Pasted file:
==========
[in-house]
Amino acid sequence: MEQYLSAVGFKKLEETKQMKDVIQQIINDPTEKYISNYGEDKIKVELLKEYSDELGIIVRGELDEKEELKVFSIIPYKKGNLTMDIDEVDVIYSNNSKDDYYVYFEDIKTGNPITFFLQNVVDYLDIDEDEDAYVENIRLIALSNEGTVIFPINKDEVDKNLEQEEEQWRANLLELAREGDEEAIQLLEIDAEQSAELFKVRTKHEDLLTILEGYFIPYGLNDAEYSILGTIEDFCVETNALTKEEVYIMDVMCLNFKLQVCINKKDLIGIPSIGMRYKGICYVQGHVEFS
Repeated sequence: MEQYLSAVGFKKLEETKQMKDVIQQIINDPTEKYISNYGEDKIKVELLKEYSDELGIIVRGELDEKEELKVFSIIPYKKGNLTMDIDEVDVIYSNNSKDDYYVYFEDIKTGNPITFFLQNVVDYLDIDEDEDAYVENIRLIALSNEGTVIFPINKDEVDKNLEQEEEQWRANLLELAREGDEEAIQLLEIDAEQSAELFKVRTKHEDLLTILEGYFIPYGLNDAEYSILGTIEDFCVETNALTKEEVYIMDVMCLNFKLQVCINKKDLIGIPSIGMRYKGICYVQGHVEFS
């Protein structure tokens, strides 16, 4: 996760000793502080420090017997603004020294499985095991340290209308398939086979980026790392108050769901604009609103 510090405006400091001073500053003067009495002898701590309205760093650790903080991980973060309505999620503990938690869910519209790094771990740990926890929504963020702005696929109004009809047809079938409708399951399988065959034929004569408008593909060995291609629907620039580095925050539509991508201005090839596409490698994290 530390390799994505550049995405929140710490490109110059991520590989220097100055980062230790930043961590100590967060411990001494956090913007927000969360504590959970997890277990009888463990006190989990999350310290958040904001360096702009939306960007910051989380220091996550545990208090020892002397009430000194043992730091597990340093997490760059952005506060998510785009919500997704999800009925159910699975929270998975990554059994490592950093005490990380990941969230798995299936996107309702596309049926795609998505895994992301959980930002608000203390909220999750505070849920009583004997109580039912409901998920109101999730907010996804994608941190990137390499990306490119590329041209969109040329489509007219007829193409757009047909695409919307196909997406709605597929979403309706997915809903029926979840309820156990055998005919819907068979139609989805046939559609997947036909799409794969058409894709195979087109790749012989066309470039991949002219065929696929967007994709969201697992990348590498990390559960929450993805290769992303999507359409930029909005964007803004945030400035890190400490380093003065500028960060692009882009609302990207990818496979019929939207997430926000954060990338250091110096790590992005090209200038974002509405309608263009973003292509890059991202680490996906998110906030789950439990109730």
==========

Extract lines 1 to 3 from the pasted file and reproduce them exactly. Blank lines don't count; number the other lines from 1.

[in-house]
Amino acid sequence: MEQYLSAVGFKKLEETKQMKDVIQQIINDPTEKYISNYGEDKIKVELLKEYSDELGIIVRGELDEKEELKVFSIIPYKKGNLTMDIDEVDVIYSNNSKDDYYVYFEDIKTGNPITFFLQNVVDYLDIDEDEDAYVENIRLIALSNEGTVIFPINKDEVDKNLEQEEEQWRANLLELAREGDEEAIQLLEIDAEQSAELFKVRTKHEDLLTILEGYFIPYGLNDAEYSILGTIEDFCVETNALTKEEVYIMDVMCLNFKLQVCINKKDLIGIPSIGMRYKGICYVQGHVEFS
Repeated sequence: MEQYLSAVGFKKLEETKQMKDVIQQIINDPTEKYISNYGEDKIKVELLKEYSDELGIIVRGELDEKEELKVFSIIPYKKGNLTMDIDEVDVIYSNNSKDDYYVYFEDIKTGNPITFFLQNVVDYLDIDEDEDAYVENIRLIALSNEGTVIFPINKDEVDKNLEQEEEQWRANLLELAREGDEEAIQLLEIDAEQSAELFKVRTKHEDLLTILEGYFIPYGLNDAEYSILGTIEDFCVETNALTKEEVYIMDVMCLNFKLQVCINKKDLIGIPSIGMRYKGICYVQGHVEFS